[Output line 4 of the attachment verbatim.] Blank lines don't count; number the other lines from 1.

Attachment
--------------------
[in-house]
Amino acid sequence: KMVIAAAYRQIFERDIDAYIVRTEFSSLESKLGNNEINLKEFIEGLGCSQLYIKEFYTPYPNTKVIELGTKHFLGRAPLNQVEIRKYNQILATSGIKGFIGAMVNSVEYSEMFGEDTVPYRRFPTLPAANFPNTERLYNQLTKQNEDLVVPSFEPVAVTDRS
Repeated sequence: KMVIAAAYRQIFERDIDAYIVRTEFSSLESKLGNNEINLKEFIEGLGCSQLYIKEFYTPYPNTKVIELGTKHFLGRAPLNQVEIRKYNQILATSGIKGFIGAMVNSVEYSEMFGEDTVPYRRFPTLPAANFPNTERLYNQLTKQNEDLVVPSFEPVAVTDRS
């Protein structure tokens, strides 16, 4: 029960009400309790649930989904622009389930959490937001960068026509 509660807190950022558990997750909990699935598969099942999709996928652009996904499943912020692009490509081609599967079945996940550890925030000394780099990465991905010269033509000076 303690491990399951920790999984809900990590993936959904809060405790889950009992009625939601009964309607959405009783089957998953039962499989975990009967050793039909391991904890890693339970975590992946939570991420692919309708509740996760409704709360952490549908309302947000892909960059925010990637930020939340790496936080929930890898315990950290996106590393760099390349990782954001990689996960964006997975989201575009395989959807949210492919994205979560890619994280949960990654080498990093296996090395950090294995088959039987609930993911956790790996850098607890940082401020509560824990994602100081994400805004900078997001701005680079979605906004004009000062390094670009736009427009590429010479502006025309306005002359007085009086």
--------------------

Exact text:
């Protein structure tokens, strides 16, 4: 029960009400309790649930989904622009389930959490937001960068026509 509660807190950022558990997750909990699935598969099942999709996928652009996904499943912020692009490509081609599967079945996940550890925030000394780099990465991905010269033509000076 303690491990399951920790999984809900990590993936959904809060405790889950009992009625939601009964309607959405009783089957998953039962499989975990009967050793039909391991904890890693339970975590992946939570991420692919309708509740996760409704709360952490549908309302947000892909960059925010990637930020939340790496936080929930890898315990950290996106590393760099390349990782954001990689996960964006997975989201575009395989959807949210492919994205979560890619994280949960990654080498990093296996090395950090294995088959039987609930993911956790790996850098607890940082401020509560824990994602100081994400805004900078997001701005680079979605906004004009000062390094670009736009427009590429010479502006025309306005002359007085009086």